What are you reading: Dave Askins of the Ann Arbor Chronicle
Dave Askins, the bearded, long-haired interlocutor of a blog called Teeter Talk has one of the more interesting pedigrees, in New Journalism. After completing a master's degree in German, and studying theoretical linguistics, toward a Ph.D. that never was completed, he embarked on what he describes as "a collection of odd jobs" in the Ann Arbor area. Those included work as a frozen foods clerk, a kennel keeper and a data programmer for a company that conducted public opinion surveys.
He's best known for his blog, and the question-and-answer sessions that he conducts with people of interest--while riding on one of his two handmade teeter totters. Askins has achieved equipoise with former President William Jefferson Clinton, Ann Arbor Mayor John Hieftje, various media personalities, and Ann Arbor District Library Director Josie Parker.
He currently is involved in two business ventures that are equally suited to his intellectually curious, peripatetic nature. One is known as H.D. Hauling and Delivery, a firm which is comprised of Askins, a bike and a two wheeled trailer. For a fee, he moves packages to local destinations; thanks to two local businesses, he makes two trips to the post office every business day, both of them with about 200 pounds of freight.
His other financial endeavor is The Ann Arbor Chronicle, which he produces along with his wife Mary Morgan. The Chronicle is an online-only daily newspaper covering the city of Ann Arbor. Askins does a good deal of the writing, in his informal and inquisitive style, even if it means being on the lookout for stories as he traverses the city with his bike and trailer. The Chronicle is supported by advertising from local businesses, and by donations from readers.
When we asked him to recommend a book, Askins naturally chose one with a depiction of a teeter totter on the cover.
"You can judge a book by its cover. The cover of Alan Zweibel's the other shulman shows a modified yellow diamond sign used for designating playgrounds -- the kind that depicts two abstract human figures on either side of a teeter totter. The modification was to fatten up one of them and skinny down the other one -- which is somehow related to the thematic content of this novel. It involves a guy who is on some level interacting -- through recollections -- with a previous, fatter, less fit version of himself as he runs a marathon. And it's funny.
But I didn't know anything about the marathon theme or the comic aspect when I bought the book. A friend of mine emailed me an image of the cover because he thought I might like it -- based on the interview website I maintain called Teeter Talk. And I bought it based purely on the novelty of the cover image. The fact that the arc of this novel traces the route of the New York City marathon as it's traversed by Shulman was a pleasant surprise. Having suffered through two marathons myself, I counted this as a second connection to the book -- in addition to the teeter tottering image. The third connection came from the book jacket, which includes this about Alan Zweibel by Merrill Markoe: "Alan Zweibel is a very funny guy. And he as written a very funny book." Merrill Markoe knows funny -- she was a writer on David Letterman's show back in the olden days. And David Letterman grew up in Indiana, just like me. I like funny books. So there's a third connection.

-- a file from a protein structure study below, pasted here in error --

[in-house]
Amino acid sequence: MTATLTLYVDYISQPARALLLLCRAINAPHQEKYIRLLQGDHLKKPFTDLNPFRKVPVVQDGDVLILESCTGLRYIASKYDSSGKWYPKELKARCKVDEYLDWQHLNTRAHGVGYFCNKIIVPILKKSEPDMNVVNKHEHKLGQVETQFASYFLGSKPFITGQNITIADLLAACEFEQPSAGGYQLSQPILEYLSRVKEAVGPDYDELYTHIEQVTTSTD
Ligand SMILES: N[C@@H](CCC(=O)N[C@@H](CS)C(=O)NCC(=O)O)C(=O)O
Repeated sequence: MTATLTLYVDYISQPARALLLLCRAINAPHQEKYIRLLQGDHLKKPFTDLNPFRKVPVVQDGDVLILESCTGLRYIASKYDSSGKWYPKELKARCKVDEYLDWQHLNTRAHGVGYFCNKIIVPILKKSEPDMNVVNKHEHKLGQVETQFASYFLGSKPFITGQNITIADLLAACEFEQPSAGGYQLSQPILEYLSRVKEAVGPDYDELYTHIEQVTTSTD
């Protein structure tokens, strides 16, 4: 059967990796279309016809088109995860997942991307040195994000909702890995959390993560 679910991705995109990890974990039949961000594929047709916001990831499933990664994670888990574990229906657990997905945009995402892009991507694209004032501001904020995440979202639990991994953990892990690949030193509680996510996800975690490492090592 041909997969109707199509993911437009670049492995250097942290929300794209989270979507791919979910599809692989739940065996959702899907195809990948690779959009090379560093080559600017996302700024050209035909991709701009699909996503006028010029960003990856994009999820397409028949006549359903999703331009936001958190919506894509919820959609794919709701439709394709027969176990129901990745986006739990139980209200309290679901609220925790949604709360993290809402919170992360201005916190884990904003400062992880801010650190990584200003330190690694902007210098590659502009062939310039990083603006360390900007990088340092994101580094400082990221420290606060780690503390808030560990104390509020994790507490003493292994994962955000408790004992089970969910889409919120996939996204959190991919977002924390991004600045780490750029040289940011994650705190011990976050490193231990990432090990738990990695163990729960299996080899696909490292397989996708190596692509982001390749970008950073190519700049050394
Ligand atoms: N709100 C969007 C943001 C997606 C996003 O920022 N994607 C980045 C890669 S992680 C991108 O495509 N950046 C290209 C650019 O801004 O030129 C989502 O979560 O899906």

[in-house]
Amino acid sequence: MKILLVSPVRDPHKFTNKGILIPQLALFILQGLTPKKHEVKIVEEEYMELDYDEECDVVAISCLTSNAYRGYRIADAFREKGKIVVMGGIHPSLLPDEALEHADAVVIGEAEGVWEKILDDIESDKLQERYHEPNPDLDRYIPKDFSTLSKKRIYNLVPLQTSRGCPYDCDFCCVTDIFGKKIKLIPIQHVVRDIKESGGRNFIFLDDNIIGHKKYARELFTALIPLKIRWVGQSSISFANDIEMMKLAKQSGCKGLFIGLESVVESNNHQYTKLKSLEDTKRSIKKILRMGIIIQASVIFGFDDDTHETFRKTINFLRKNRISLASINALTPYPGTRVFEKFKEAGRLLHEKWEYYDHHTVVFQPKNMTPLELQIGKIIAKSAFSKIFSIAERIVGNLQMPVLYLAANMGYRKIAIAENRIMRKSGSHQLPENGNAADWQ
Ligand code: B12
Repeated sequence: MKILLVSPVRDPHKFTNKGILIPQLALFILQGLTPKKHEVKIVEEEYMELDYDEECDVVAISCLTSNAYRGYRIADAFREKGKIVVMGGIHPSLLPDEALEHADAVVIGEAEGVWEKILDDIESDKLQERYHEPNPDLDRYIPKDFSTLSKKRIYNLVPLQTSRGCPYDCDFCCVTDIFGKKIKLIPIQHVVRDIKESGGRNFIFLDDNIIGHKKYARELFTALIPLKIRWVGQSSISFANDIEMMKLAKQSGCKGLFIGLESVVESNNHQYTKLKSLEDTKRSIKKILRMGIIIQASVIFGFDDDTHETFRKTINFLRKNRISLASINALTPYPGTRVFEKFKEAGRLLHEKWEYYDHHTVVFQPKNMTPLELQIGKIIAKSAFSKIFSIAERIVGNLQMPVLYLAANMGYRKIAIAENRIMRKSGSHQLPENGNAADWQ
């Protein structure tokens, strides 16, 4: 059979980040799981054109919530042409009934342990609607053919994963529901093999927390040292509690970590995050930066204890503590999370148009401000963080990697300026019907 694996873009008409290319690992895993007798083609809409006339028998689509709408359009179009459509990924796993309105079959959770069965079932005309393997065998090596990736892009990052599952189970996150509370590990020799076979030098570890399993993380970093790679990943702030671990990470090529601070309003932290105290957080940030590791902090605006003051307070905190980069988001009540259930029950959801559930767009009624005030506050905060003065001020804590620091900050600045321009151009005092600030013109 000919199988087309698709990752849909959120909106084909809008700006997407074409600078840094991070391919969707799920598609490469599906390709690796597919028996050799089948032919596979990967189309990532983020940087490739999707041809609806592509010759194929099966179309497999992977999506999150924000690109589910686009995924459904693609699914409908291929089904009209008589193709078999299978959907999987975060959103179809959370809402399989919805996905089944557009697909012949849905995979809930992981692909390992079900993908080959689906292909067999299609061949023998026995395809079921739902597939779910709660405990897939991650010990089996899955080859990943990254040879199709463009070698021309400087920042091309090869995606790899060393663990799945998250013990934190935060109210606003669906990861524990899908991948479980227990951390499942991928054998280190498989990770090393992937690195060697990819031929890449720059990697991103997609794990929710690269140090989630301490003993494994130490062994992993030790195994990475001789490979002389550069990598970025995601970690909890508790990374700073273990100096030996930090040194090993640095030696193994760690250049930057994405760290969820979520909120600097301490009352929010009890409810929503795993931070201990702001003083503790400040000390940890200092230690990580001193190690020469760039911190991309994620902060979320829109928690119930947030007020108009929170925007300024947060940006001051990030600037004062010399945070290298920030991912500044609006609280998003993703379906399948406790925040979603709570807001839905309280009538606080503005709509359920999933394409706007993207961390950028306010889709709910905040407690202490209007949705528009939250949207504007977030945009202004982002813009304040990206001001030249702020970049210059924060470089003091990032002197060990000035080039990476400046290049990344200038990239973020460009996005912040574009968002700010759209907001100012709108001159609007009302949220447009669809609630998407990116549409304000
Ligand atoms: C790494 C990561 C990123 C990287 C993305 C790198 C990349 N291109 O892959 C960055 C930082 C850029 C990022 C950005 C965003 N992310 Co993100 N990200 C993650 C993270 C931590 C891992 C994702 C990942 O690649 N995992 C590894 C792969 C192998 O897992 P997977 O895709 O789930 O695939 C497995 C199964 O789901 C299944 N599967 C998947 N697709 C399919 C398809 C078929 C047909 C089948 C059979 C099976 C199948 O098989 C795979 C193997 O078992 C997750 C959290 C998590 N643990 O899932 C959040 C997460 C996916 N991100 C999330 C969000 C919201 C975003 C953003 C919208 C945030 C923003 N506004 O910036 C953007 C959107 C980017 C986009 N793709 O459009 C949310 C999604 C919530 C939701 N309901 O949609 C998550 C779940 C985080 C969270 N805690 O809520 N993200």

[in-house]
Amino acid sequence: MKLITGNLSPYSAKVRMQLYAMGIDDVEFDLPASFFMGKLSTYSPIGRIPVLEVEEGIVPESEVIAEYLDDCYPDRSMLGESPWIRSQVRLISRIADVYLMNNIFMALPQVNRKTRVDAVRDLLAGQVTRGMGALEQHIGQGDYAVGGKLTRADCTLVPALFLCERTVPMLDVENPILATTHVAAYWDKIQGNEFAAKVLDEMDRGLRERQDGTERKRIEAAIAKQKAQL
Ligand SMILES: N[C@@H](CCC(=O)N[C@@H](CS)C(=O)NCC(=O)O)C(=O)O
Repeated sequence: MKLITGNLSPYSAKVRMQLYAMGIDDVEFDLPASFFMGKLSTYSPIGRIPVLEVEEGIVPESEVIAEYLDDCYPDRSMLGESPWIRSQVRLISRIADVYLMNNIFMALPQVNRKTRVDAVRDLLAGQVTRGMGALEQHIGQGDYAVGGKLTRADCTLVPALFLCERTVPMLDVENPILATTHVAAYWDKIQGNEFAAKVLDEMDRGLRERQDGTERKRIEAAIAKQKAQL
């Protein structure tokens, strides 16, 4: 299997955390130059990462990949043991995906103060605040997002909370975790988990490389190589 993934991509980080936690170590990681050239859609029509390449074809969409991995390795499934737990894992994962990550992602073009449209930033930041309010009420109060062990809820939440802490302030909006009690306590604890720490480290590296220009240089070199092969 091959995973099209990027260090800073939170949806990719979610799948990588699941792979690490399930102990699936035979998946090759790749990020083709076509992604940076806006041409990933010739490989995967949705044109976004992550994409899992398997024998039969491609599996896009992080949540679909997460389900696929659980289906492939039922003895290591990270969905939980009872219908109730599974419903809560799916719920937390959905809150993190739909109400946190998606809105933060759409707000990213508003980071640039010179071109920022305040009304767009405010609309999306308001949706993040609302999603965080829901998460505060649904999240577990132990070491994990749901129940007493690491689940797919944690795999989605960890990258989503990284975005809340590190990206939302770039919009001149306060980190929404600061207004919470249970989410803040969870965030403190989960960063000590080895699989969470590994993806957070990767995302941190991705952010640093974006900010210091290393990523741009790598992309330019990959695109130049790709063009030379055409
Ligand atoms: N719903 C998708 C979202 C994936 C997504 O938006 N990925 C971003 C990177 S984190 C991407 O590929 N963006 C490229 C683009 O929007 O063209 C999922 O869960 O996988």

So this was a can't-miss read for me. That's why I can't figure out why I haven't been able to make my way past the first chapter. Maybe it's because I know how it turns out: he finishes the marathon, right? He's bound to. Otherwise there wouldn't be much of a book. Maybe it's that the humor requires a close reading to appreciate, which takes a mental effort that I haven't been able to muster in the last six months. These aren't fart jokes that Zweibel has put together here. Or maybe it's that the teeter totter cover art doesn't obey the laws of ordinary physics: the fat guy is being held aloft by the skinny guy. Maybe that was a missed indicator that something was wrong with this book.
So I've read that first chapter numerous times, because on each attempt I start the book at the beginning -- enough time passes between each attempt that I feel like I need to go back to the starting line to refresh my memory. It's by now become like a warm-up jog for the race through the rest of the book that never quite happens. And yes, I will be timing myself on how long it takes me to complete the book. There's a notion of chip-time versus clock-time for running road races in these modern times, so I will appeal to some analog of that in recording the time it takes me to get to the end of the book. I'll time it from the finish back to the last time I started."